Could it be that on that day when five thousand men, besides women and children, came out to be fed they were hungry for something more than physical or mental satisfactions? This narrative story of Jesus feeding the multitudes is one of the most widely told miracles of the Son of God by all of the evangelists and told twice by two of them: Mark and Matthew. Perhaps it is because we can all relate to being hungry for what is missing in our lives. Maybe we want more. Maybe we want better. Matthew writes there were crowds who heard about Jesus coming near by boat, and towns along the Sea of Galilee began to empty with people who wanted to go and see him. We can picture a cove of some sort on the banks, where he came ashore and there before him were five thousand men, as well as women and children. Remembering that Matthew was evangelizing to mostly Jewish readers, there is significance in the emphasis he gives to the story. Many theologians believe that Jewish recollections were based on habit and counting. Numbers matter. Feeding the 5,000 was a way to relate this new movement of Jesus followers to the ancient understandings and the 5,000 related to the five books of the Pentateuch. Following the long day, twelve full baskets were collected. This may represent the twelve tribes of Israel. If Matthew was trying to proselytize and covert Jewish people into believing Jesus was the Messiah, what better way than to appeal to their diet of sacred custom. It was something they were familiar. To make this point even more palatable, Matthew tells the story again, just a chapter later, this time feeding 4,000 with seven loaves of bread and seven full baskets. This is intentional. He uses the number seven, a number of completion to satisfy the Jewish understanding of God creating in seven days, encompassing all people, both Jew and Gentile and saying it was good.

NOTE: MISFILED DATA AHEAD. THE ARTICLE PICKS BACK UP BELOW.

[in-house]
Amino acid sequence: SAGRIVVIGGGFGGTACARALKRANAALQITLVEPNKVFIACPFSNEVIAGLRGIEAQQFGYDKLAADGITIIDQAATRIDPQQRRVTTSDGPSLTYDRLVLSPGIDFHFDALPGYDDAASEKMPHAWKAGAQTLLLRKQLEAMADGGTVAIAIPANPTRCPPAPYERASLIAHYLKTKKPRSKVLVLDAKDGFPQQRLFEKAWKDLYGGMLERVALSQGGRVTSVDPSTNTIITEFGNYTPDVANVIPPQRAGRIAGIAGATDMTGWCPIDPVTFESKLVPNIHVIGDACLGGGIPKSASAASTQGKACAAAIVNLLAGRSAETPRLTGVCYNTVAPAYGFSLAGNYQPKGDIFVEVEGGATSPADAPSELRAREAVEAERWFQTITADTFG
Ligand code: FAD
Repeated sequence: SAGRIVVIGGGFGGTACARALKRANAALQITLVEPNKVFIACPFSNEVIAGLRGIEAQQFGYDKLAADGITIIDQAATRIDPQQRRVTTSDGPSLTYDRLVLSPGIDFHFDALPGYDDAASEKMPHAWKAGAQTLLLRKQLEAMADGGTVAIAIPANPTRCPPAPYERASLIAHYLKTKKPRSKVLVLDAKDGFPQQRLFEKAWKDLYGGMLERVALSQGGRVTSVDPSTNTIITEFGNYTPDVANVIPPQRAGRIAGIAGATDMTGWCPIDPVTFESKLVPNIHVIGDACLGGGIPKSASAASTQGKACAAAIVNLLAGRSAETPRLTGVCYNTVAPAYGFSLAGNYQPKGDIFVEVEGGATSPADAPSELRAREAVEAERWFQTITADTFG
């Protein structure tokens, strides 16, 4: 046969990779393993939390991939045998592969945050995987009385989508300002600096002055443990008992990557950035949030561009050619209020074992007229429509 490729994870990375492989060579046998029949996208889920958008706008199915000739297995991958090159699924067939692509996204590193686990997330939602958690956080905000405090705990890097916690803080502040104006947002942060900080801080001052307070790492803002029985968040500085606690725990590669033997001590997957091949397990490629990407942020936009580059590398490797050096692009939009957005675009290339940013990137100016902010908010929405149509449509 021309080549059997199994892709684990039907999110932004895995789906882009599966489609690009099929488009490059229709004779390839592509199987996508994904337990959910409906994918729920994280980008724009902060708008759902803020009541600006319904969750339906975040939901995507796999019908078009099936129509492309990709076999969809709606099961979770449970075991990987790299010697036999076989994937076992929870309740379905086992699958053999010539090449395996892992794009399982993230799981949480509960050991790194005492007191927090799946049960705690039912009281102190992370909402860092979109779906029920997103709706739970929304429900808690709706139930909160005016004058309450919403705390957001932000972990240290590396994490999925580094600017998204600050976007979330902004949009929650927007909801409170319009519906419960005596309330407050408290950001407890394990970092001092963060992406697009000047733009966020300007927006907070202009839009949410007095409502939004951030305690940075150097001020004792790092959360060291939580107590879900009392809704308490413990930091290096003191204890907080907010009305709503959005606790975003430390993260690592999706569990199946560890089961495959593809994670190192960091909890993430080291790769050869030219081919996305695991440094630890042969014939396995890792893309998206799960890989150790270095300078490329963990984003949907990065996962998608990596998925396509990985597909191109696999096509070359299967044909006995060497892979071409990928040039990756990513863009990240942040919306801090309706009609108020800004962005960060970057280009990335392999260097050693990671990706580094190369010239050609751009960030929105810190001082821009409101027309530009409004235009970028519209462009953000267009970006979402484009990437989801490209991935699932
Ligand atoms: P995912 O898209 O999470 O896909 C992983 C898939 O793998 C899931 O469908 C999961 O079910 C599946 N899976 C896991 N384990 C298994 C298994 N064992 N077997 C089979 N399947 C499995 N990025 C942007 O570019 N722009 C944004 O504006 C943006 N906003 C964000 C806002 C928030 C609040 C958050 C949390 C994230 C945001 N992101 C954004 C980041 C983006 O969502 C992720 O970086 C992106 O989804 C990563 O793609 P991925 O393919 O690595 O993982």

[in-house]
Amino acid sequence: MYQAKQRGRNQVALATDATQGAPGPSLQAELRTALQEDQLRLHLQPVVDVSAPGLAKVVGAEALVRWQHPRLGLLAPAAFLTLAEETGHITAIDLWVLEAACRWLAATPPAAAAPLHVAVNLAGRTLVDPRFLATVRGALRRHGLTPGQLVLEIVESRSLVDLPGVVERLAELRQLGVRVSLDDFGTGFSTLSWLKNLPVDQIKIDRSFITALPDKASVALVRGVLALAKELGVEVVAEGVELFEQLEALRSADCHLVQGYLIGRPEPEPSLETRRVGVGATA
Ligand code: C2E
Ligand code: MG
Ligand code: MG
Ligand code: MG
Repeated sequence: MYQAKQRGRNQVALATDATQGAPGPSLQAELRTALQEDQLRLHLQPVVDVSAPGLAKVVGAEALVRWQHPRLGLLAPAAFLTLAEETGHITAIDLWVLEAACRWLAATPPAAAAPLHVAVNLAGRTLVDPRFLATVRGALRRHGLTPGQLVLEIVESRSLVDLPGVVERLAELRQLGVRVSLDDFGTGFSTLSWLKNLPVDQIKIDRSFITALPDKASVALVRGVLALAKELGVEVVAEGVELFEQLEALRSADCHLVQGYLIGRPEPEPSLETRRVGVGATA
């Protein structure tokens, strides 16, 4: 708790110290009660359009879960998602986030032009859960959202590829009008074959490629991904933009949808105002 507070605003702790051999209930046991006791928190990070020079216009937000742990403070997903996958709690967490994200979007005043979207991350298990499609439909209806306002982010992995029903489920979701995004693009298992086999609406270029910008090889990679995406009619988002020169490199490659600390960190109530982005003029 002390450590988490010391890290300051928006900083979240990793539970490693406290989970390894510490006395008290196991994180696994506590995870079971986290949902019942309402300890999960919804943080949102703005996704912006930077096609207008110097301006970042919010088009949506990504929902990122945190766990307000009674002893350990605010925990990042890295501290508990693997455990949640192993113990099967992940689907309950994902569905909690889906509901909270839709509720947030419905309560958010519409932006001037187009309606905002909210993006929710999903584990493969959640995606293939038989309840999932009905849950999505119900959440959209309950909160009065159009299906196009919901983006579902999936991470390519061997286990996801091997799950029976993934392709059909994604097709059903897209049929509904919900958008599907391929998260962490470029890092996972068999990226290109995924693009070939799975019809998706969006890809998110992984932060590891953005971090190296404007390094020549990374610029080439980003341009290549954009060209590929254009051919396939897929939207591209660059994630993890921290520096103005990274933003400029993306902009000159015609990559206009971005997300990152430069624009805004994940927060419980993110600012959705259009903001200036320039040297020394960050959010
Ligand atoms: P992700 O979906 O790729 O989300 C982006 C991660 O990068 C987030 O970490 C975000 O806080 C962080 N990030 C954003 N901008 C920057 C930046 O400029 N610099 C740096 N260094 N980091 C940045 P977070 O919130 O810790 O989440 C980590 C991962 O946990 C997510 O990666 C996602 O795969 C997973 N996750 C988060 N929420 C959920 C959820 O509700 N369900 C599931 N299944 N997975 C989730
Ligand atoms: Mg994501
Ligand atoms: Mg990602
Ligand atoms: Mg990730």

This is how Jesus feeds the hungry with good things, by giving them a diet of what they are familiar. The number of people, whether they were men, women or children, even the type of food is not the miracle here. The miracle of having more than enough, to fulfill and to satisfy so many, literally all the inhabitants of God’s creation is what we should share with others. If Jesus were to come by boat to the shores of our Galilee, what type of food would he bring us to get our attention? Maybe this is why we come to Church, read the Bible or sit in silent prayer. It is to let God lead us to the place where we hunger for time with Him. In body and blood, he pours out life to heal our sickness, to bind up what is broken and to cherish our existence. It is not hard for him to feed those who hunger. It is hard when people push God away, demanding more.
We are like the multitudes who Jesus fed with fish and bread,
We eat because we are hungry.
We eat because we want to be led.
 The Rev. Jon Roberts
 Matthew 15:32-49